Review: Leki Trekking Poles

By RYAN DIONNE

Hiking, mountain climbing, and testing trekking poles on snow, I have found that one thing that sets Leki apart from other manufacturers is the company’s ergonomic hand grips. They are comfortable no matter how they’re held. Leki’s high-end, lightweight Thermolite AERGON Antishock pole is no exception. The pair, which weigh a scant 16.2 ounces together, have molded foam grips and adjustable wrist straps.

Unlike other pole grips that are seemingly designed for flat trails or ascending, Leki’s are just as comfy descending steep trails as they are going up or trekking the flats. Each hand hold has a molded index finger notch and a shaped grip that makes for an ergonomic fit and a content hand no matter how long you’re hiking.

Leki Pole Grips.jpg

Close-up look at the Leki Thermolites’ grips

Further, the wrist straps can be adjusted for both small and large wrists — something many other poles can’t accommodate — and the quick-adjust system is easy to work on the trail.

When descending steep trails, the top of Leki’s Thermolite AERGON Antishock poles, which are oblong, are slightly convex to better fit in the palm of your hand. By turning the poles backwards and palming the top of them you get the needed support.

The 7075 aircraft aluminum AERGON Antishock poles also have a carbide tip that in my tests has trustingly gripped nearly any surface.

But the antishock technology left something to be desired. Compared to other high-end poles without the added feature, such as the Black Diamond Contour Elliptic Carbon, I found little benefit while on mixed-terrain trails.

While the Leki Thermolites cost $10 less than the BD Contour Elliptics — and weigh less, too — the inner spring and “elastomer” that gives the Lekis suspension did little for me when on mixed terrain. The springy absorption was not very noticeable on trails, but I could feel the difference when on pavement.

Another negative: Leki’s twist-lock system to tighten and adjust pole length is not the best. If I twisted them tightly, it was difficult to loosen them later if I had cold hands or was wearing gloves. On a recent trip, my wife and another female hiking partner couldn’t loosen them if I twisted them too tight.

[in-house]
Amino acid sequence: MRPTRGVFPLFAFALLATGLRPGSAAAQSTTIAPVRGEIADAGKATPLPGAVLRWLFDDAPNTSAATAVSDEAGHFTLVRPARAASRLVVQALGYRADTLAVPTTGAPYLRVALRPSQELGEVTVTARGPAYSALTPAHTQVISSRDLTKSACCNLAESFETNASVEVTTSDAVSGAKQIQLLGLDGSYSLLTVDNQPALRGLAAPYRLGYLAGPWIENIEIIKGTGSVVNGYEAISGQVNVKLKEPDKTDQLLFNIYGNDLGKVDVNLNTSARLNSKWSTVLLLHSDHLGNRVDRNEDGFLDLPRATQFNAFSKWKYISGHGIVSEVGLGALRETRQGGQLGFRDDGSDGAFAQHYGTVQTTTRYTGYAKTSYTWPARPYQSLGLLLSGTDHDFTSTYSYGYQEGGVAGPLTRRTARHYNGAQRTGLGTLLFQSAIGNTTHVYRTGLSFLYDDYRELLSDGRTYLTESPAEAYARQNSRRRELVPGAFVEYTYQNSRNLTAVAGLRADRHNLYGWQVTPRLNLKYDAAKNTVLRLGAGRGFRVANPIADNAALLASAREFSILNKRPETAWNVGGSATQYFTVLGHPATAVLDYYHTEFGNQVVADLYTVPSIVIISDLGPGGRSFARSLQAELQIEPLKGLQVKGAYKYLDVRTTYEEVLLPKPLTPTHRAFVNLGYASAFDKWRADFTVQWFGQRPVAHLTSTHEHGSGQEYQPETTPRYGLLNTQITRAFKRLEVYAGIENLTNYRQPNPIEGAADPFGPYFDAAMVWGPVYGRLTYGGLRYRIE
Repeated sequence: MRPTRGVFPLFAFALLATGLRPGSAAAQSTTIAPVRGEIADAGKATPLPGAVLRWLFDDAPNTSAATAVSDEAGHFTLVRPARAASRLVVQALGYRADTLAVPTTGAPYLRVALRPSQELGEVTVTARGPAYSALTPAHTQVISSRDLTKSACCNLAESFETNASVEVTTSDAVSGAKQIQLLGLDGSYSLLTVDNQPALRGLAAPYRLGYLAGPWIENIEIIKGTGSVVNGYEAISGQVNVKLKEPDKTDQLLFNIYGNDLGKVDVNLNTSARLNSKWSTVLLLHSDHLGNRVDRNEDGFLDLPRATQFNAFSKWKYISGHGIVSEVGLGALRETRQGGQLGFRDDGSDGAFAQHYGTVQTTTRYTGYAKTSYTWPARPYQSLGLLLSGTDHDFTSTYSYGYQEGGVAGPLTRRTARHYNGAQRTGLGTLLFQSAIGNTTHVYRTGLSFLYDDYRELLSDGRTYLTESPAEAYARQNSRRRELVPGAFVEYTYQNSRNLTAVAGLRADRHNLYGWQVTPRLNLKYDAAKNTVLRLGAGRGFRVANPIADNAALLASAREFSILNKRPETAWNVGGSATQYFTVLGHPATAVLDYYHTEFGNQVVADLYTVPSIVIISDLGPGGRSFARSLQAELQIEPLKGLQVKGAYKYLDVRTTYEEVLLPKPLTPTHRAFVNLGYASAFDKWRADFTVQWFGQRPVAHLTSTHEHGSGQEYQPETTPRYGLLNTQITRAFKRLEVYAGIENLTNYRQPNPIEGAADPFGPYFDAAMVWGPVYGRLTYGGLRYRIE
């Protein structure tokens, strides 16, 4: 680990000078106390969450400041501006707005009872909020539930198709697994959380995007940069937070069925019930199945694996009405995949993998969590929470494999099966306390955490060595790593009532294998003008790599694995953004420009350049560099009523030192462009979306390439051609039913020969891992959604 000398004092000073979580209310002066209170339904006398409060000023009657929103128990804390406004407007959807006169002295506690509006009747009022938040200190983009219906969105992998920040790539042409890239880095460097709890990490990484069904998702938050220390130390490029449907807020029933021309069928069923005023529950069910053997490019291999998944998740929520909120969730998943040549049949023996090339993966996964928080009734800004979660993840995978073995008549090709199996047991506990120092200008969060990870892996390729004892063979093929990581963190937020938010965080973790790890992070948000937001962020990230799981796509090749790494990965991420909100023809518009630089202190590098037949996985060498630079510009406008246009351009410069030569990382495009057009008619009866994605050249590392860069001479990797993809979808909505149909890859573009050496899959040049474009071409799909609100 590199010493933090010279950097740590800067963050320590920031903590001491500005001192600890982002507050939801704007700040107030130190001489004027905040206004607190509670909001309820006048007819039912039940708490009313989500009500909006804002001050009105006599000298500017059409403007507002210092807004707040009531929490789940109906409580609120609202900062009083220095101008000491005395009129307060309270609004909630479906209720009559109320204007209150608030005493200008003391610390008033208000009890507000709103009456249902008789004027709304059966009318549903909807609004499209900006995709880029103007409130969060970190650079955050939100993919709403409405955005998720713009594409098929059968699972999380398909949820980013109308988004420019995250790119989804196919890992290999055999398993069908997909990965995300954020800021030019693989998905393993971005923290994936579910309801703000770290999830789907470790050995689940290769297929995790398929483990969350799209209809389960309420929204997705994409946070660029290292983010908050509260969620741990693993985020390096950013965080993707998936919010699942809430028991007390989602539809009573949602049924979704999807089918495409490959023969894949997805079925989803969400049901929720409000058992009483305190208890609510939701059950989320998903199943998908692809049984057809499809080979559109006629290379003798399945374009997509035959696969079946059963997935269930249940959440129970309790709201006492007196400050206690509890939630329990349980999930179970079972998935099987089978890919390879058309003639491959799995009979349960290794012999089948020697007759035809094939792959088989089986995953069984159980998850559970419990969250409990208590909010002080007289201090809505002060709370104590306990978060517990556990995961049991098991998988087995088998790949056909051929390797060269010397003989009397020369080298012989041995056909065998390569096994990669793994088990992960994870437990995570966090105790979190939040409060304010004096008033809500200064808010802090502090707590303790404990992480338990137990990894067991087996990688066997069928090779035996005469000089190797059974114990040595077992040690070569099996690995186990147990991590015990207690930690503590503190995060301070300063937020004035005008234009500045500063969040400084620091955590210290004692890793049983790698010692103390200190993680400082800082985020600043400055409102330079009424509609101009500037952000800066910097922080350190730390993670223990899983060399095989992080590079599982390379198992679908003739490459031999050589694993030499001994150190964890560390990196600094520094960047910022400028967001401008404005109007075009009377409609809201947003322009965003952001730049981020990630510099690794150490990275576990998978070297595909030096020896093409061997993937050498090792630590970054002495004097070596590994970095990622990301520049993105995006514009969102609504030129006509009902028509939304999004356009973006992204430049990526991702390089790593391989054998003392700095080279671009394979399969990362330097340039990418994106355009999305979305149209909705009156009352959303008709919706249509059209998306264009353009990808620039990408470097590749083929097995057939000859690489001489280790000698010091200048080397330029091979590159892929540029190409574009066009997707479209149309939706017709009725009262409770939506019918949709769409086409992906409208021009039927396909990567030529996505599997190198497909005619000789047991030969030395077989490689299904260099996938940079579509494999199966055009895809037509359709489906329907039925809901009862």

Leki Thermolite Aergon Antishock.jpg

Leki Thermolite AERGON Antishock trekking poles

Some people don’t adjust their poles throughout the day. But for me, when hiking I don’t use my poles all the time. That means I have to adjust the poles a handful of times each day, which got cumbersome with the twist-lock system. To the system’s credit, though, once adjusted, no matter how much weight I put on the poles, they didn’t loosen.

(Note: Leki has shelved the twist-lock system for some 2010 models. Five of its poles will now have a SpeedLock system, which includes clamps to lock pole position, comparable to Black Diamond’s FlickLock.)

When striking the ground, the Leki poles vibrated or reverberated more than other poles I’ve used as of late. Other poles, like the Black Diamonds, dampened that vibration more, which translates to less hand fatigue.

  • Pros: Lightweight and strong; Ergonomic hand grips; Adjustable, comfortable straps; “Super Lock” system keeps extended poles in place

  • Cons: Twist-lock system harder to adjust than other methods; Shafts vibrates considerably; Antishock technology did little on trails; High price

  • Bottom Line: Leki’s Thermolite AERGON Antishock poles have comfortable grips and straps, but the antishock system did little for me in a test and the twist-lock tightening system is overdue for a change.

  • MSRP: $140

  • Contact: www.leki.com

—Contributor Ryan Dionne is based in Boulder, Colo. He writes a blog on the outdoors and gear at http://explore-it.blog.com

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